Articles >Time to focus on Indo-US
Time to focus on Indo-US bilateral trade
Live Mint, May 07, 2018
By Pradeep S Mehta and Bipul
If we have to progress, we need markets for our goods and services
and access to big markets. Therefore, our policymakers have inter
alia agreed on the Indo-US “strategic partnership” to enhance
bilateral trade from the present volume of $120 billion a year to
$500 billion. This can be done if both explore comprehensive
cooperation in areas such as defence and energy.
While Indo-US trade relations have shown some good progress in
recent years, they are still bogged down in a quagmire of issues on
which there are fundamental divergences of opinion. Two major issues
are related to the application of standards and intellectual
property rights. As against counter-narratives, they require the
development of joint narratives. That will happen if, and only if,
both parties can overcome their biases and see the bigger picture
when it comes to the role that enhanced trade can play in fostering
security, particularly in the Indo-Pacific region.
Time to discuss a road map
For several months, the US has been sending signals that it is keen
to explore a comprehensive free trade agreement (FTA) with India.
This is in line with the current US administration’s position on
trade—as against multilateral or regional deals, it is more
comfortable with bilateral agreements.
India is yet to react to such calls. It appears that India Inc. is
not interested in such a deal, as it is happy with the market access
it is already getting in the US, while continuing with its defensive
stand towards FTAs. As a result, our Union commerce ministry is
hamstrung in moving forward and the external affairs ministry is yet
to properly appreciate the role of trade agreements in furthering
our foreign policy goals.
This is not to say that India and the US should immediately launch
negotiations for a comprehensive FTA. What is needed is regular
structured dialogue on contentious non-tariff issues bogging
bilateral trade relations, which can then result in a road map for
such an agreement.
This is what came out clearly from a round of deliberations in
Washington last month when CUTS launched its sixth overseas centre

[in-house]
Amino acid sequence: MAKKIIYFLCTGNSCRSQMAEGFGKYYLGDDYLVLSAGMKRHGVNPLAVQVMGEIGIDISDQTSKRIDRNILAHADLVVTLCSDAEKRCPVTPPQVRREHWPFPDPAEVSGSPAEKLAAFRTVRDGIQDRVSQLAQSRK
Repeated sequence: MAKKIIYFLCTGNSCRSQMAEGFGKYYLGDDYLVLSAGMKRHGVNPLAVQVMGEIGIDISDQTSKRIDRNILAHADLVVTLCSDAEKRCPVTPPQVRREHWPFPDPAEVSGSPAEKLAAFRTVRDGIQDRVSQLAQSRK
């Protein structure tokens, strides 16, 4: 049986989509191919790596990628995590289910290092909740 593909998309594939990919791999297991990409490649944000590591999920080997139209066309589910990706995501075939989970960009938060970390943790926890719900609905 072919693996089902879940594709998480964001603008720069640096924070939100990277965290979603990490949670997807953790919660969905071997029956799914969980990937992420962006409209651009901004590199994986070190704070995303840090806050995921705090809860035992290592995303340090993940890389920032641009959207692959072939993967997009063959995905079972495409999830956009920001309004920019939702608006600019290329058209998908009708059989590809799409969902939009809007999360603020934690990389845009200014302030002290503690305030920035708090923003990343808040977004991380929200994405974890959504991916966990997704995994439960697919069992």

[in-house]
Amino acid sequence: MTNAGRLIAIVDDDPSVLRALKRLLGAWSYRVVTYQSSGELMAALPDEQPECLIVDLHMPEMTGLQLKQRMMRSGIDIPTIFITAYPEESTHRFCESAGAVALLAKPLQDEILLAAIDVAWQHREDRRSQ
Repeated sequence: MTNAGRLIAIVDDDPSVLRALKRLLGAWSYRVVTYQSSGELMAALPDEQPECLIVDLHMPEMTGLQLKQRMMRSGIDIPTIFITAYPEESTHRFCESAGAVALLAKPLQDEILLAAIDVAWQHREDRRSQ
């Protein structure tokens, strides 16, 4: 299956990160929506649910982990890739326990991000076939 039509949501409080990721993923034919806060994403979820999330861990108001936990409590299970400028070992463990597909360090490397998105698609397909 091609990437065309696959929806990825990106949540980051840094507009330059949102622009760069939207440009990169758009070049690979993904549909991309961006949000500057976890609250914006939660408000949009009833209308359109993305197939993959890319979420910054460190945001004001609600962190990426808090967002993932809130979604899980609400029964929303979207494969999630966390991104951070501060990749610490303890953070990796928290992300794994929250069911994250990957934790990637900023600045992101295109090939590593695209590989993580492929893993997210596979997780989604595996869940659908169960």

there. Witnessing an overwhelming response from the relevant
stakeholders on both sides, senior officials and industry
representatives were unanimous in their conclusion that there is no
alternative to regular dialogue and joint studies on specific issues
such as standards, intellectual property rights, and customs
cooperation, to narrow differences.
Why defence and energy?
It is no secret that the industry-military complex is a major
backbone of the US economy and that India is a major market for
defence products. India is also keen to diversify the sources of its
defence products. Therefore, the decisions by major American defence
firms such as Lockheed-Martin to expand their production centres in
India is a welcome development. They need clear signals from our
government to move fast. Future development of the industry-military
complex will not just help India enhance its security, but also
assist in our big challenge of large-scale job creation. As defence
production is technology as well as component-oriented, this will
also help Indian companies get into higher stages of global value
For this to happen, India will have to improve its public
procurement as well as intellectual property rights regimes. Many
American companies are reluctant to enter the Indian market because
they are not sure of getting fair deals while bidding for government
contracts. Nor are they sure about the protection that their
technologies need in order to remain competitive in a particular
Similarly, energy is another sector where the scope for cooperation
is huge. Here again, a positive sign is that the first consignment
of American oil has been received in India. More oil imports from
the US are expected as India is keen to reduce its dependence on oil
from the Middle East.
Also, there is huge scope for trade and technology transfer in areas
such as coal, renewable energy and natural gas. Given India’s
commitment to clean energy and greater access to energy for its
population—manifested in its leadership of the International Solar
Alliance—there is no doubt that it requires enhanced cooperation
with countries like the US to get modern technologies and
In short, taken together, trade and technology transfer in defence
and energy production can leapfrog Indo-US trade volumes from their
current state of business-as-usual growth to a much higher level
within a reasonable period of time so that the stated objective of
$500 billion bilateral trade is achieved.
Other areas of cooperation
While defence and energy cooperation should be the two major pillars
on which the future story of Indo-US trade relations should stand,
India should continue its push for greater market access in the US
for its agricultural products and services. There is no doubt that
the American economy in general, and American consumers in
particular, are benefitting from such Indian products and services,
but more can be done for the benefit of citizens of both countries.
Pradeep S. Mehta is secretary general of CUTS International.
Bipul Chatterjee, executive director at CUTS International,
contributed to the article.
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